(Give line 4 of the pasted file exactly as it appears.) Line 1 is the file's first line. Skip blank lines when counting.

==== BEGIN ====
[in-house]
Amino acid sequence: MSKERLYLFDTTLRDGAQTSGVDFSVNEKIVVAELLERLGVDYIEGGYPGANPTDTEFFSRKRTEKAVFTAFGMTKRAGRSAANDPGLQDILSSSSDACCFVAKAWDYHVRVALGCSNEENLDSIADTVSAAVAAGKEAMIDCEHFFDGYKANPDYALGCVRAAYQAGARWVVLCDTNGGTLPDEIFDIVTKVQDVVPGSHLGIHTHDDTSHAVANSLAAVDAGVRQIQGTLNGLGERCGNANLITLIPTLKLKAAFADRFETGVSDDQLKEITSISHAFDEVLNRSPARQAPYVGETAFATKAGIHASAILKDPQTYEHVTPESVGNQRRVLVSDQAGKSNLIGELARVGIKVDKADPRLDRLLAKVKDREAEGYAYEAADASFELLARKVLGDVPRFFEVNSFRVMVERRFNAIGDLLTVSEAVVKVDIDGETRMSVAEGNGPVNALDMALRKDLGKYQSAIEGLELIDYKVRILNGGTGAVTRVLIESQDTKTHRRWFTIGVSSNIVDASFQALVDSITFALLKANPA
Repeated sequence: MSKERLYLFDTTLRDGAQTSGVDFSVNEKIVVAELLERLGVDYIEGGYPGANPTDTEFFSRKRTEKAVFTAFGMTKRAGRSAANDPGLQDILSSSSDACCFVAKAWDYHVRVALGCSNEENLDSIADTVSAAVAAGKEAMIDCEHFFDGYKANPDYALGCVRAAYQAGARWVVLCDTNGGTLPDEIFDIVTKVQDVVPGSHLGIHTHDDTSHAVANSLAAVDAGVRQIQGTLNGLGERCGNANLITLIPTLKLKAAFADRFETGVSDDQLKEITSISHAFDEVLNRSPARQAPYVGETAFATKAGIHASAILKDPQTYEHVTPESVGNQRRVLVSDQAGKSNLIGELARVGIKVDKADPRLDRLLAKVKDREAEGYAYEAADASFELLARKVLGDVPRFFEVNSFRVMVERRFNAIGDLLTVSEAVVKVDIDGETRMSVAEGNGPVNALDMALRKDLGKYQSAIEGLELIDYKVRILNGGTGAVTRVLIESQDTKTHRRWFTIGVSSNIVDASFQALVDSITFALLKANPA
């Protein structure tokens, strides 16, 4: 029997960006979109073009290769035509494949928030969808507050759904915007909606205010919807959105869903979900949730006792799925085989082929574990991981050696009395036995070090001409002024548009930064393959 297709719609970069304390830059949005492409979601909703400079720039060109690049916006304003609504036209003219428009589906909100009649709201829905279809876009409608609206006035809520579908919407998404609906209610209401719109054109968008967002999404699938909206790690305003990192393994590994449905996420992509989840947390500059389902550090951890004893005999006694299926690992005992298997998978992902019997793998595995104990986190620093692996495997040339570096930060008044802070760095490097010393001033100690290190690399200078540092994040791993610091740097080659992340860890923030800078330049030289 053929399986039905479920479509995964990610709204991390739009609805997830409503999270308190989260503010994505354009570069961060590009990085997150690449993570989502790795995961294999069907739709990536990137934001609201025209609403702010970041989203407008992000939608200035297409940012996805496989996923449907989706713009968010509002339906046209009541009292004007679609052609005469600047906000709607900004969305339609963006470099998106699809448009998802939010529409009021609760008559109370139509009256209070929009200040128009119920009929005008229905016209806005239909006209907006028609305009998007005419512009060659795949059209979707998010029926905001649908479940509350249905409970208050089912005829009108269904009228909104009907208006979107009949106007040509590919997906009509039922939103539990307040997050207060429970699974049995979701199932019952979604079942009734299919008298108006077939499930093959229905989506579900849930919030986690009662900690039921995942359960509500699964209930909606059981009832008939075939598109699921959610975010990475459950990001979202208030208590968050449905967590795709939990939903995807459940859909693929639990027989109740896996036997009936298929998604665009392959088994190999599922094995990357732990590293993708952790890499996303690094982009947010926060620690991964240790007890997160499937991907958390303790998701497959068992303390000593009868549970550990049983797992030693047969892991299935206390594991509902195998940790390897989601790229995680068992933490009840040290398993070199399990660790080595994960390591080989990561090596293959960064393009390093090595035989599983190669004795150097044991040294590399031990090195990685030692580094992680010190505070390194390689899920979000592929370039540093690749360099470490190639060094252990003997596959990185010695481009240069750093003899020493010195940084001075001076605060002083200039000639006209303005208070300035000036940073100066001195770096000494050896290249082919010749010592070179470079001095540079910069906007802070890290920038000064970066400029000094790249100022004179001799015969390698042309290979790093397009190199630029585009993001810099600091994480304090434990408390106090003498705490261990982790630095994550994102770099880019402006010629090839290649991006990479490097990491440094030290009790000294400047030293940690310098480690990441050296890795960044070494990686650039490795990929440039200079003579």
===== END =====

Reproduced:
């Protein structure tokens, strides 16, 4: 029997960006979109073009290769035509494949928030969808507050759904915007909606205010919807959105869903979900949730006792799925085989082929574990991981050696009395036995070090001409002024548009930064393959 297709719609970069304390830059949005492409979601909703400079720039060109690049916006304003609504036209003219428009589906909100009649709201829905279809876009409608609206006035809520579908919407998404609906209610209401719109054109968008967002999404699938909206790690305003990192393994590994449905996420992509989840947390500059389902550090951890004893005999006694299926690992005992298997998978992902019997793998595995104990986190620093692996495997040339570096930060008044802070760095490097010393001033100690290190690399200078540092994040791993610091740097080659992340860890923030800078330049030289 053929399986039905479920479509995964990610709204991390739009609805997830409503999270308190989260503010994505354009570069961060590009990085997150690449993570989502790795995961294999069907739709990536990137934001609201025209609403702010970041989203407008992000939608200035297409940012996805496989996923449907989706713009968010509002339906046209009541009292004007679609052609005469600047906000709607900004969305339609963006470099998106699809448009998802939010529409009021609760008559109370139509009256209070929009200040128009119920009929005008229905016209806005239909006209907006028609305009998007005419512009060659795949059209979707998010029926905001649908479940509350249905409970208050089912005829009108269904009228909104009907208006979107009949106007040509590919997906009509039922939103539990307040997050207060429970699974049995979701199932019952979604079942009734299919008298108006077939499930093959229905989506579900849930919030986690009662900690039921995942359960509500699964209930909606059981009832008939075939598109699921959610975010990475459950990001979202208030208590968050449905967590795709939990939903995807459940859909693929639990027989109740896996036997009936298929998604665009392959088994190999599922094995990357732990590293993708952790890499996303690094982009947010926060620690991964240790007890997160499937991907958390303790998701497959068992303390000593009868549970550990049983797992030693047969892991299935206390594991509902195998940790390897989601790229995680068992933490009840040290398993070199399990660790080595994960390591080989990561090596293959960064393009390093090595035989599983190669004795150097044991040294590399031990090195990685030692580094992680010190505070390194390689899920979000592929370039540093690749360099470490190639060094252990003997596959990185010695481009240069750093003899020493010195940084001075001076605060002083200039000639006209303005208070300035000036940073100066001195770096000494050896290249082919010749010592070179470079001095540079910069906007802070890290920038000064970066400029000094790249100022004179001799015969390698042309290979790093397009190199630029585009993001810099600091994480304090434990408390106090003498705490261990982790630095994550994102770099880019402006010629090839290649991006990479490097990491440094030290009790000294400047030293940690310098480690990441050296890795960044070494990686650039490795990929440039200079003579």